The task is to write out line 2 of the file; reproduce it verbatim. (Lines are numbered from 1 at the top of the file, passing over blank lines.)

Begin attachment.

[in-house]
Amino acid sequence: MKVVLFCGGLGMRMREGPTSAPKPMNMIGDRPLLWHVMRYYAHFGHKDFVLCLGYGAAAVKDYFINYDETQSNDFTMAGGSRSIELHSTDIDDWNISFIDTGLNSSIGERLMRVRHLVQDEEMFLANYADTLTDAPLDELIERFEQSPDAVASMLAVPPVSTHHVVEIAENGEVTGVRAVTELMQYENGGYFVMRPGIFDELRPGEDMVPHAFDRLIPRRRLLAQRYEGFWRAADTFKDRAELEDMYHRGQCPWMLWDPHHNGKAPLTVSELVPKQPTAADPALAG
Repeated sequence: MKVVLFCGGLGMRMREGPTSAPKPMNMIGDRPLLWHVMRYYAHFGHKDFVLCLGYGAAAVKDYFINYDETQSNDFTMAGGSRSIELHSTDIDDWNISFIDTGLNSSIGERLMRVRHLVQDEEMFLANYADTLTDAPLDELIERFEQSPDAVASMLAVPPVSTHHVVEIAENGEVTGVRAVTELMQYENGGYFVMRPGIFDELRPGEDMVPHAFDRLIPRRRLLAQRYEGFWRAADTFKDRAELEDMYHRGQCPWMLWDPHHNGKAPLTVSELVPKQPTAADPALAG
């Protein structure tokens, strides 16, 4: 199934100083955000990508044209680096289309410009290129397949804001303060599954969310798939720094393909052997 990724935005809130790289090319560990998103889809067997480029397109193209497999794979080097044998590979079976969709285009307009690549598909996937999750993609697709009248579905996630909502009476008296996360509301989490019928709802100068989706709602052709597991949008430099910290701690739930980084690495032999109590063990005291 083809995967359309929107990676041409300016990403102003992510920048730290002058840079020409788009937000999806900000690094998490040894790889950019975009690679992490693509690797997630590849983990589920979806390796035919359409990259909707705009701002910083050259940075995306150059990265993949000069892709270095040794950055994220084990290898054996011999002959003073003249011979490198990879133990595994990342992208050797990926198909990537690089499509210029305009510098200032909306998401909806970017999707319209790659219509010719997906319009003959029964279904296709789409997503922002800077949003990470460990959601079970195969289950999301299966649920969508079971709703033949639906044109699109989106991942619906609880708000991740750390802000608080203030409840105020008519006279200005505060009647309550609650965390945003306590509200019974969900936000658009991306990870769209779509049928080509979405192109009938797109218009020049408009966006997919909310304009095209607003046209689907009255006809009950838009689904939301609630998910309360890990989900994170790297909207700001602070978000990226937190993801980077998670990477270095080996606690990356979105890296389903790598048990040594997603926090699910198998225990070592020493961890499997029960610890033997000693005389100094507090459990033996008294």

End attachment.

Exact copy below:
Amino acid sequence: MKVVLFCGGLGMRMREGPTSAPKPMNMIGDRPLLWHVMRYYAHFGHKDFVLCLGYGAAAVKDYFINYDETQSNDFTMAGGSRSIELHSTDIDDWNISFIDTGLNSSIGERLMRVRHLVQDEEMFLANYADTLTDAPLDELIERFEQSPDAVASMLAVPPVSTHHVVEIAENGEVTGVRAVTELMQYENGGYFVMRPGIFDELRPGEDMVPHAFDRLIPRRRLLAQRYEGFWRAADTFKDRAELEDMYHRGQCPWMLWDPHHNGKAPLTVSELVPKQPTAADPALAG